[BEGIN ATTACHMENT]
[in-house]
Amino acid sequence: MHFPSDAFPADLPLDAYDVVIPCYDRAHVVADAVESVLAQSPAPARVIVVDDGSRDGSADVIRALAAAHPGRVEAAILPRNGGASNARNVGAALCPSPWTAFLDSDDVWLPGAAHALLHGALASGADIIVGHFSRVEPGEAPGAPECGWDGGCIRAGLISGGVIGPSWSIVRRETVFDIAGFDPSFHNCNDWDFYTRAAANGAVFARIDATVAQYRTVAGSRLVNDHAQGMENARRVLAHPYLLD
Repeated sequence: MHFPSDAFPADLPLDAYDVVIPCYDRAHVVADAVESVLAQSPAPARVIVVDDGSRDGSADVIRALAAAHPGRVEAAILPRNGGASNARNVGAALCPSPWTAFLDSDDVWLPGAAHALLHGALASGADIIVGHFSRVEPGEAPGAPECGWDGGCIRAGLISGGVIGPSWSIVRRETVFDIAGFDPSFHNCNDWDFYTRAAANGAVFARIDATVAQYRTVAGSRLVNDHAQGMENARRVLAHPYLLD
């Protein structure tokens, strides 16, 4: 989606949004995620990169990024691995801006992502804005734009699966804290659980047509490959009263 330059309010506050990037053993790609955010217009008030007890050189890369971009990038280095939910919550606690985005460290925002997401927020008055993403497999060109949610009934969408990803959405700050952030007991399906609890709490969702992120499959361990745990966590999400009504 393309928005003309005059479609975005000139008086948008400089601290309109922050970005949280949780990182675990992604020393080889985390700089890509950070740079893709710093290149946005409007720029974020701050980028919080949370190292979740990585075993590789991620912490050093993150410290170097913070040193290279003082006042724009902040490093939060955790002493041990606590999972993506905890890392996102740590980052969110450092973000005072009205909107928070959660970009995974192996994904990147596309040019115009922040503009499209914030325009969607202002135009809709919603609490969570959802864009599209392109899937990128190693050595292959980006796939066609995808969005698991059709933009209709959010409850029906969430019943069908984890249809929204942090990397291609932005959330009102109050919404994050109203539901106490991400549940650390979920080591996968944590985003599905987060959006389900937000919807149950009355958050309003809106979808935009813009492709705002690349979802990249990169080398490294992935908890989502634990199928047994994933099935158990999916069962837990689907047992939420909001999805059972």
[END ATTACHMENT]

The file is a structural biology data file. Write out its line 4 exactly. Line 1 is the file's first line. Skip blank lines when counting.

């Protein structure tokens, strides 16, 4: 989606949004995620990169990024691995801006992502804005734009699966804290659980047509490959009263 330059309010506050990037053993790609955010217009008030007890050189890369971009990038280095939910919550606690985005460290925002997401927020008055993403497999060109949610009934969408990803959405700050952030007991399906609890709490969702992120499959361990745990966590999400009504 393309928005003309005059479609975005000139008086948008400089601290309109922050970005949280949780990182675990992604020393080889985390700089890509950070740079893709710093290149946005409007720029974020701050980028919080949370190292979740990585075993590789991620912490050093993150410290170097913070040193290279003082006042724009902040490093939060955790002493041990606590999972993506905890890392996102740590980052969110450092973000005072009205909107928070959660970009995974192996994904990147596309040019115009922040503009499209914030325009969607202002135009809709919603609490969570959802864009599209392109899937990128190693050595292959980006796939066609995808969005698991059709933009209709959010409850029906969430019943069908984890249809929204942090990397291609932005959330009102109050919404994050109203539901106490991400549940650390979920080591996968944590985003599905987060959006389900937000919807149950009355958050309003809106979808935009813009492709705002690349979802990249990169080398490294992935908890989502634990199928047994994933099935158990999916069962837990689907047992939420909001999805059972």